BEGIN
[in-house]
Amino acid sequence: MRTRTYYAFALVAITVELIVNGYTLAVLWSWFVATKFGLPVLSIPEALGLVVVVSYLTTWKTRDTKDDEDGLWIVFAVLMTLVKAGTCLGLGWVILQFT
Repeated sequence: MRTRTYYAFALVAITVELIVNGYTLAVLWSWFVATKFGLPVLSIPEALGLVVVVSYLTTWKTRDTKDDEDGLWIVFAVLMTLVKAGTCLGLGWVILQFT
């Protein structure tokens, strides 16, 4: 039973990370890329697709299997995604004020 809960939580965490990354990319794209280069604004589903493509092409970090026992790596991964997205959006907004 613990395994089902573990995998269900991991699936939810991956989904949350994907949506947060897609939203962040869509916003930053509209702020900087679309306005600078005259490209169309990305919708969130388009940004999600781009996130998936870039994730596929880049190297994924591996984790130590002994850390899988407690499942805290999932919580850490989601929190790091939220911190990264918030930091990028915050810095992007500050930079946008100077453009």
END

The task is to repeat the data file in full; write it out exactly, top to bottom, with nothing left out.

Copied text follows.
[in-house]
Amino acid sequence: MRTRTYYAFALVAITVELIVNGYTLAVLWSWFVATKFGLPVLSIPEALGLVVVVSYLTTWKTRDTKDDEDGLWIVFAVLMTLVKAGTCLGLGWVILQFT
Repeated sequence: MRTRTYYAFALVAITVELIVNGYTLAVLWSWFVATKFGLPVLSIPEALGLVVVVSYLTTWKTRDTKDDEDGLWIVFAVLMTLVKAGTCLGLGWVILQFT
């Protein structure tokens, strides 16, 4: 039973990370890329697709299997995604004020 809960939580965490990354990319794209280069604004589903493509092409970090026992790596991964997205959006907004 613990395994089902573990995998269900991991699936939810991956989904949350994907949506947060897609939203962040869509916003930053509209702020900087679309306005600078005259490209169309990305919708969130388009940004999600781009996130998936870039994730596929880049190297994924591996984790130590002994850390899988407690499942805290999932919580850490989601929190790091939220911190990264918030930091990028915050810095992007500050930079946008100077453009």